This current volume by a successful consultant to leading organizations and institutions combines two of his recent papers.
The first one looks at the phenomenon of illusion and disillusion in organizations. He believes illusions construct us, as opposed to us believing we create them. This is Gutmann's hypothesis which he examines in the book with help of examples from a personal and institutional point of view. He claims we can learn to recognize our own illusions and learn from them and this is the process he calls "disillusionment".
The Dialogue of Lacks paper is a follow-up from the first paper and further elaborates on the process that is disillusionment and discusses the effects of the "lack of dialogue".
"The trudging that each of us is engaged in -- over a shorter or longer distance -- whilst grappling with our own illusions is a fundamental journey, intimate and unique, passing through our own construction and touching on the very essence of our life. It is not only about knowing whether we are being manipulated, nor just how far these illusions can obscure our judgement, our rational and reasonable mind. Our freedom is at stake. It is about understanding where the boundary lies between survival (and its frantic analogue all too frequent these days that we refer to as "hyperlife") and a life of desire and creation.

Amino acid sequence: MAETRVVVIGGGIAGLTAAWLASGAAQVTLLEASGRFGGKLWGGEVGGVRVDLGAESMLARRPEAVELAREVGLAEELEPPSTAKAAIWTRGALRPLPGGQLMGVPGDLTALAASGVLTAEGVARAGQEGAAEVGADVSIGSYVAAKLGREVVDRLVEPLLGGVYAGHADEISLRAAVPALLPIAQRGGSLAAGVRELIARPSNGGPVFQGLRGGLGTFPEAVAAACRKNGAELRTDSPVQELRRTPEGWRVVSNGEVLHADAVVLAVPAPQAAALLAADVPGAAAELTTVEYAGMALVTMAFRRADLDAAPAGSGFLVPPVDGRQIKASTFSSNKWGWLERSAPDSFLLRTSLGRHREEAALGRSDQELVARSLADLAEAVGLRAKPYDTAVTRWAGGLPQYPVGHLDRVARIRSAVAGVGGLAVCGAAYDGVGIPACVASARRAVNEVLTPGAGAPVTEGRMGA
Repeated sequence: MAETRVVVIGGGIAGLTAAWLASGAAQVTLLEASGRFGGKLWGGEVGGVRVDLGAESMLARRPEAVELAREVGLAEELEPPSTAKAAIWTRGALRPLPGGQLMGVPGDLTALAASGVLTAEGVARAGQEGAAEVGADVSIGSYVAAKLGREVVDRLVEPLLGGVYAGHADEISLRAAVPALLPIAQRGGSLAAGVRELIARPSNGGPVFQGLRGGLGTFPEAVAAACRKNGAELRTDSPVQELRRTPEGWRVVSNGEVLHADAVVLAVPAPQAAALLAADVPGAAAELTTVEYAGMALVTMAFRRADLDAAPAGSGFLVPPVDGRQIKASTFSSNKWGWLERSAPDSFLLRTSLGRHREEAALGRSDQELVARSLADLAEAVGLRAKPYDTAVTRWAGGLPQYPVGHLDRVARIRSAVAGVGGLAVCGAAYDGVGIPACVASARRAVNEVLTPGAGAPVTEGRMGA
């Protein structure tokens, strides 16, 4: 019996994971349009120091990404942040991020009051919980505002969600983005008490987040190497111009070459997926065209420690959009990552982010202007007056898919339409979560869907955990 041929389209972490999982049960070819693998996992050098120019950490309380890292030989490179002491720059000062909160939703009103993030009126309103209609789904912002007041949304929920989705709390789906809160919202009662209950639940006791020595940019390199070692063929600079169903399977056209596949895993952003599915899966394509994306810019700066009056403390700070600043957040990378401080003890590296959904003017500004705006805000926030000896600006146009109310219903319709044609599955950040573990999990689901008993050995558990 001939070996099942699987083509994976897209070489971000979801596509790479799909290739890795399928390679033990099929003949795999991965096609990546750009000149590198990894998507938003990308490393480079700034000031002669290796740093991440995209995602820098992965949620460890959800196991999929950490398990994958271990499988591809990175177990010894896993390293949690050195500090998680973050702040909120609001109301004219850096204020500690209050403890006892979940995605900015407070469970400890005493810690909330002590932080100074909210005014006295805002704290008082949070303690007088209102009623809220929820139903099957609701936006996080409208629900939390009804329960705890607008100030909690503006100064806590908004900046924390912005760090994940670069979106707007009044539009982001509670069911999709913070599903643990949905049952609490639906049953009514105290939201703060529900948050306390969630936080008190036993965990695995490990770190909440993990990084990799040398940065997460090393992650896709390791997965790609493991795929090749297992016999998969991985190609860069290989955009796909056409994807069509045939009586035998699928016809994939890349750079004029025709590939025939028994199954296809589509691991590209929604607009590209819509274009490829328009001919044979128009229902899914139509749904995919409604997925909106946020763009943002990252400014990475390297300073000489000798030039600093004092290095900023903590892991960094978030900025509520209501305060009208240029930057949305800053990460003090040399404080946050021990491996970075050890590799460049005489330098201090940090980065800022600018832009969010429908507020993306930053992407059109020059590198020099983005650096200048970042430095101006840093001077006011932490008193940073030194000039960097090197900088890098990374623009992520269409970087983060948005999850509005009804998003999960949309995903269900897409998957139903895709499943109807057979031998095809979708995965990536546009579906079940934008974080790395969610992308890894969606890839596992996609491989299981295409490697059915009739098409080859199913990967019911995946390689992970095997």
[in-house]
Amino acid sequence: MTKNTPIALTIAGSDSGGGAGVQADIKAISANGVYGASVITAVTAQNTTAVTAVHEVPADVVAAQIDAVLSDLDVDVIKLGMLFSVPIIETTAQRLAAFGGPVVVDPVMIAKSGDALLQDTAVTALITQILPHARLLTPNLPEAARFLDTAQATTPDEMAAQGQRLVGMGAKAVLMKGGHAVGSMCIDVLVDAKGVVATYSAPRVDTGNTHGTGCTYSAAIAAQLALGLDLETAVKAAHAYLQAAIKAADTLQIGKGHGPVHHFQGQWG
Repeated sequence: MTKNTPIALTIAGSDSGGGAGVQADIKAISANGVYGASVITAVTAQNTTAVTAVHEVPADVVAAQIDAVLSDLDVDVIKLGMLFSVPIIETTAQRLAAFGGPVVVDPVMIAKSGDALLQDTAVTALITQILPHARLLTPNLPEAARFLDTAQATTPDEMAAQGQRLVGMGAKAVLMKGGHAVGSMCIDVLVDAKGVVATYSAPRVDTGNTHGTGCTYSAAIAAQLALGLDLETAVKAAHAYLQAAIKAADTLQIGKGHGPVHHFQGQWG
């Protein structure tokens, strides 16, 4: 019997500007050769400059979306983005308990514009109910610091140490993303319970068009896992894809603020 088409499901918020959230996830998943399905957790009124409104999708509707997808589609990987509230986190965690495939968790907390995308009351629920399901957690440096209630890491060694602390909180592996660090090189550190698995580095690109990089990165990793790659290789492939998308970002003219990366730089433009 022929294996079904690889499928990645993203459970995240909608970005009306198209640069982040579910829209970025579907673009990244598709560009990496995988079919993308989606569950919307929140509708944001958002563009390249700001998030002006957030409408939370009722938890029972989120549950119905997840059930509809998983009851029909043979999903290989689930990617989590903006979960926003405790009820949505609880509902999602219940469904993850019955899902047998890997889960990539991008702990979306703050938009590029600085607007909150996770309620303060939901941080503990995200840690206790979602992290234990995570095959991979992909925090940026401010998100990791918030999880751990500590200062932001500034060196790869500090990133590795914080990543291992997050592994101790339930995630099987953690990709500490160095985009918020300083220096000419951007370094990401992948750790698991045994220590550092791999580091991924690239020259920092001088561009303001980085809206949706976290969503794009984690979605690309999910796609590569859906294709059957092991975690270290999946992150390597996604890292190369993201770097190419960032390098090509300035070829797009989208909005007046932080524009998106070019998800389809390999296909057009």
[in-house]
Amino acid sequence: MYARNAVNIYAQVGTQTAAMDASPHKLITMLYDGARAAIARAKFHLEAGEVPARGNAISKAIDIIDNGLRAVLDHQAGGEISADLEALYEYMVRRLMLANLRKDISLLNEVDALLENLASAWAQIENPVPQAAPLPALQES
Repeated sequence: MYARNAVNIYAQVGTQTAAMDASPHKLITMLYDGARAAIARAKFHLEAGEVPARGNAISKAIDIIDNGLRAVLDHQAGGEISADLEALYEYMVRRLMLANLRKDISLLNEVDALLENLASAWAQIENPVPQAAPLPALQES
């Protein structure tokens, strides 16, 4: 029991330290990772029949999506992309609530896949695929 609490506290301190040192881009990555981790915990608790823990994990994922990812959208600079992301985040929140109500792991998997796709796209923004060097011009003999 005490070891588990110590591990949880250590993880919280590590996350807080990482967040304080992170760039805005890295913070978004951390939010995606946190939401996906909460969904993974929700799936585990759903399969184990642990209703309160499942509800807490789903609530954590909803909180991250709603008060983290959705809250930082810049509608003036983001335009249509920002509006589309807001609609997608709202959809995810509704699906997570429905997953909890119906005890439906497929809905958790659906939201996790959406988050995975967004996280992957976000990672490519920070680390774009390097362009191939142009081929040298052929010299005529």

Our intention here is to formulate a starting hypothesis and to begin to unfold it in order to discover its consequences. It is based on our experience as advisers in leadership which invites us to work regularly with this kind of questions with leaders of organisations. Illusion is indeed as much an individual issue as it is a collective and institutional one." -- From the Introduction
|Disillusionment : from the forbidden fruit to the promised land||p. 3|
|Dialogue of lacks||p. 49|
|Difficult dialogues : reflections on the journey of living||p. 61|
|Table of Contents provided by Blackwell. All Rights Reserved.|
Audience: Tertiary; University or College
Number Of Pages: 70
Published: 10th January 2005
Publisher: Taylor & Francis Ltd
Country of Publication: GB
Dimensions (cm): 22.23 x 13.97 x 0.64
Weight (kg): 0.14